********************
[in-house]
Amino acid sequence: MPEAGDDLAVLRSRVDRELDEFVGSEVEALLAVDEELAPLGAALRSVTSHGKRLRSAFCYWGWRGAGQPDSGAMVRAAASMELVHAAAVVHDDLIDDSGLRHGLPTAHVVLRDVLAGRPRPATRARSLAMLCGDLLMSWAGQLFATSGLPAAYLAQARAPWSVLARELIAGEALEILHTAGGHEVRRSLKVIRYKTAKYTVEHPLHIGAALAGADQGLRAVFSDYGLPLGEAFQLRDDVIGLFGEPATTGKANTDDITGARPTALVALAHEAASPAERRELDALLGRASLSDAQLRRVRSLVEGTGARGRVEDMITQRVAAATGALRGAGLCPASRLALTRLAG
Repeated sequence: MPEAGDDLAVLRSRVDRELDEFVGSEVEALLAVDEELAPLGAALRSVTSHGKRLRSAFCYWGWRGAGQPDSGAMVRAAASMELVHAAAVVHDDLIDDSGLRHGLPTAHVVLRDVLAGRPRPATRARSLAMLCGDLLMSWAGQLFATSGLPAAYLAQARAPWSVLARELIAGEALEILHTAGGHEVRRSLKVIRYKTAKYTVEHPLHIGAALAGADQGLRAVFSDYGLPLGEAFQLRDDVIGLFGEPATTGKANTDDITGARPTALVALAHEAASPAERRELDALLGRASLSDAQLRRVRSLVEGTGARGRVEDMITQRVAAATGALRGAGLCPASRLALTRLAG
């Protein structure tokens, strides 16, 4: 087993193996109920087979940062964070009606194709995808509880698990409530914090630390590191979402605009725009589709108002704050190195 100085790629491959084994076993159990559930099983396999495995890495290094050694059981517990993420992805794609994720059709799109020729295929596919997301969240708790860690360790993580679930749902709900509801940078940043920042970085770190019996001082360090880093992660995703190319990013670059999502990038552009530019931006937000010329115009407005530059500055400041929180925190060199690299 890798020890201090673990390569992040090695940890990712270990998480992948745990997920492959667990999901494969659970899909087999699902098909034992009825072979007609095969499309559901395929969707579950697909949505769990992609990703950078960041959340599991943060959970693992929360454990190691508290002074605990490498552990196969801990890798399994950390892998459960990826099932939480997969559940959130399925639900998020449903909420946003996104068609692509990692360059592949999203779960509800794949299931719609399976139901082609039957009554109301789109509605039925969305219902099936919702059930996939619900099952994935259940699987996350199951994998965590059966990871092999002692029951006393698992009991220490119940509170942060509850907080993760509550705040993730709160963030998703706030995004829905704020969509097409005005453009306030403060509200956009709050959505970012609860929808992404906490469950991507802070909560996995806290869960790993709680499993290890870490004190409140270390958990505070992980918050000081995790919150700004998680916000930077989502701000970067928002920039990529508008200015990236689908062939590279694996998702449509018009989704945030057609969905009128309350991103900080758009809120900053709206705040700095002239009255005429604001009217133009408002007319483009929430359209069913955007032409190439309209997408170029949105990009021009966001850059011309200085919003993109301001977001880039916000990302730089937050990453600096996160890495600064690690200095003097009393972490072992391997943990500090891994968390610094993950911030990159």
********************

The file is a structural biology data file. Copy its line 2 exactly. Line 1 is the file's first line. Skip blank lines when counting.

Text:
Amino acid sequence: MPEAGDDLAVLRSRVDRELDEFVGSEVEALLAVDEELAPLGAALRSVTSHGKRLRSAFCYWGWRGAGQPDSGAMVRAAASMELVHAAAVVHDDLIDDSGLRHGLPTAHVVLRDVLAGRPRPATRARSLAMLCGDLLMSWAGQLFATSGLPAAYLAQARAPWSVLARELIAGEALEILHTAGGHEVRRSLKVIRYKTAKYTVEHPLHIGAALAGADQGLRAVFSDYGLPLGEAFQLRDDVIGLFGEPATTGKANTDDITGARPTALVALAHEAASPAERRELDALLGRASLSDAQLRRVRSLVEGTGARGRVEDMITQRVAAATGALRGAGLCPASRLALTRLAG